FLINT, Mich. – A criminal investigation of Flint’s lead-contaminated water turned to former key officials at City Hall on Tuesday as Michigan’s attorney general announced charges against four people accused of keeping residents on a contaminated system that caused the crisis.
Darnell Earley and Gerald Ambrose separately were state-appointed emergency managers in Flint in 2014-15 when the city was using the Flint River as a source of drinking water. Ambrose also served earlier as a financial adviser to the troubled town.
They were charged with four crimes, including conspiracy and misconduct in office. Howard Croft, Flint’s former public works director, and Daugherty Johnson, the former utilities director, were charged with conspiracy and false pretenses.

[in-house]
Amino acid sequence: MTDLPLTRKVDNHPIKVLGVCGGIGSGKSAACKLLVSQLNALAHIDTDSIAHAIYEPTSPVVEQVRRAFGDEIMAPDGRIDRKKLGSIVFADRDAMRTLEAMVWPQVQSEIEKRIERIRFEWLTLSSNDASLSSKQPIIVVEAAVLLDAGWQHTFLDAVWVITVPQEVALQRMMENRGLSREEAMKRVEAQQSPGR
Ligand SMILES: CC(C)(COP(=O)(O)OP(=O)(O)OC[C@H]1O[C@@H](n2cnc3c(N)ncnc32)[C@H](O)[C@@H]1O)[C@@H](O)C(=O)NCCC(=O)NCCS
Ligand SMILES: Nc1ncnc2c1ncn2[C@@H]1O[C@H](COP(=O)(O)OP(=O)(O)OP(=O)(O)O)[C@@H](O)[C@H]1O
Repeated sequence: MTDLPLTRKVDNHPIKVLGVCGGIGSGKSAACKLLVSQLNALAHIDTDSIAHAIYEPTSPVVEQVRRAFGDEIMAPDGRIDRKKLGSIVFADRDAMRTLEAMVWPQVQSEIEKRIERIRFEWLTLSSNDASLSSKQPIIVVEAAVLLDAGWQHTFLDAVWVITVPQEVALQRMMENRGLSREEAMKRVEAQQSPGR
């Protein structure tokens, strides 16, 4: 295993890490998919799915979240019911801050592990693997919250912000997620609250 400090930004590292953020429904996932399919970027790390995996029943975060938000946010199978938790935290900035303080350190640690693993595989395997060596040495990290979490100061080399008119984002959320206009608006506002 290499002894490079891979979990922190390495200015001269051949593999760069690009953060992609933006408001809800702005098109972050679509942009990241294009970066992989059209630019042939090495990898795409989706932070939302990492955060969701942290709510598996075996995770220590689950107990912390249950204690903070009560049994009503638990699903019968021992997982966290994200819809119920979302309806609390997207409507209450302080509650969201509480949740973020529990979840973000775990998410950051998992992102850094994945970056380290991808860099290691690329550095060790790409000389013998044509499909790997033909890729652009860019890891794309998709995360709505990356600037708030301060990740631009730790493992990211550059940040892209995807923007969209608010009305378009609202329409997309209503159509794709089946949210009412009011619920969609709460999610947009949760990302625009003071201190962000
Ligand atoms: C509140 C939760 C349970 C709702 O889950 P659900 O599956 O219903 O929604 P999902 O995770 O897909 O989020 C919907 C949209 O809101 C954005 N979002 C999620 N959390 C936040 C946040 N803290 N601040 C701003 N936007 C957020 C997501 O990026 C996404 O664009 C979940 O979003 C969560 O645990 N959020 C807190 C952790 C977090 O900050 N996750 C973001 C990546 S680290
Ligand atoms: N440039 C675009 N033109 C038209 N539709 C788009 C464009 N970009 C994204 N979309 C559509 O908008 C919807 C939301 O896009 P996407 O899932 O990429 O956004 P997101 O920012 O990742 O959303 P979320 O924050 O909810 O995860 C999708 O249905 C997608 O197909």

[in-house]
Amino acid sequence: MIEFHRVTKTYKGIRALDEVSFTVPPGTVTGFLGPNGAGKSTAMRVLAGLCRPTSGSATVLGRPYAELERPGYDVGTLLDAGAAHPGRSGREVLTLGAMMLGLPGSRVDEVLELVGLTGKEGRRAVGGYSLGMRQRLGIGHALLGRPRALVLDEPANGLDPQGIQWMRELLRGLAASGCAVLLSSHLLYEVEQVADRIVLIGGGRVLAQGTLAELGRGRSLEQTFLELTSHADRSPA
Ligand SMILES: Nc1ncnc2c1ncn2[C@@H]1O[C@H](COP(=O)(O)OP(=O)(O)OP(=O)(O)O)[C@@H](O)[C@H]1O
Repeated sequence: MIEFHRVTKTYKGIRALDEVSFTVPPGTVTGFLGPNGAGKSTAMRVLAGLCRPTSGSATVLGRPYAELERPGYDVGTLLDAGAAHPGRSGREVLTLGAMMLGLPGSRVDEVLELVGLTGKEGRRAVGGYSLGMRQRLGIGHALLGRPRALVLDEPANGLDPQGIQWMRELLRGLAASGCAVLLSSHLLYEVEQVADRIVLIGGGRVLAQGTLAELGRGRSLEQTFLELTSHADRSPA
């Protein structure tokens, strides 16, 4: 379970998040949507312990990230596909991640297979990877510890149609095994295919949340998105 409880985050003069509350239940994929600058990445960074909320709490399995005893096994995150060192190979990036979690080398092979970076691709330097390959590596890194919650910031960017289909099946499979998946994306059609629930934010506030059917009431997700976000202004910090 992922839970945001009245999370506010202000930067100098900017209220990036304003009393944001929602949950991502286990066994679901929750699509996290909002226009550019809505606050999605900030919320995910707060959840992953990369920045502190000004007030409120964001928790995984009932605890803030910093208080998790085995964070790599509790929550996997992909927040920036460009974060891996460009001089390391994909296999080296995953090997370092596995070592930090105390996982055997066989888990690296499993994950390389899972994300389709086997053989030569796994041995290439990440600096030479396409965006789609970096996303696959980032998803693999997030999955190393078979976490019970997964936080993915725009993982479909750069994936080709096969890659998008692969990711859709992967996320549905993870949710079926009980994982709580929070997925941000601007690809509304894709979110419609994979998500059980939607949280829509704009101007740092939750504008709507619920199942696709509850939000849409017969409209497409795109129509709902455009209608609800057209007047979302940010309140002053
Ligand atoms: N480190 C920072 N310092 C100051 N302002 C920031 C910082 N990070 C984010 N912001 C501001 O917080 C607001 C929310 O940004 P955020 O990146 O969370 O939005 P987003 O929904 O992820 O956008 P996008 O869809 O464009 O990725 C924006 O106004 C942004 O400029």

Not-guilty pleas have been entered by three of the four newly charged in the Flint water investigation.
Ambrose, Croft and Johnson briefly appeared in court Tuesday.
They’re all accused of keeping Flint on Flint River water and using a water treatment plant that wasn’t ready for service. The water wasn’t treated to control corrosion. As a result, lead leached from pipes and old fixtures.
Earley hasn’t appeared in court.
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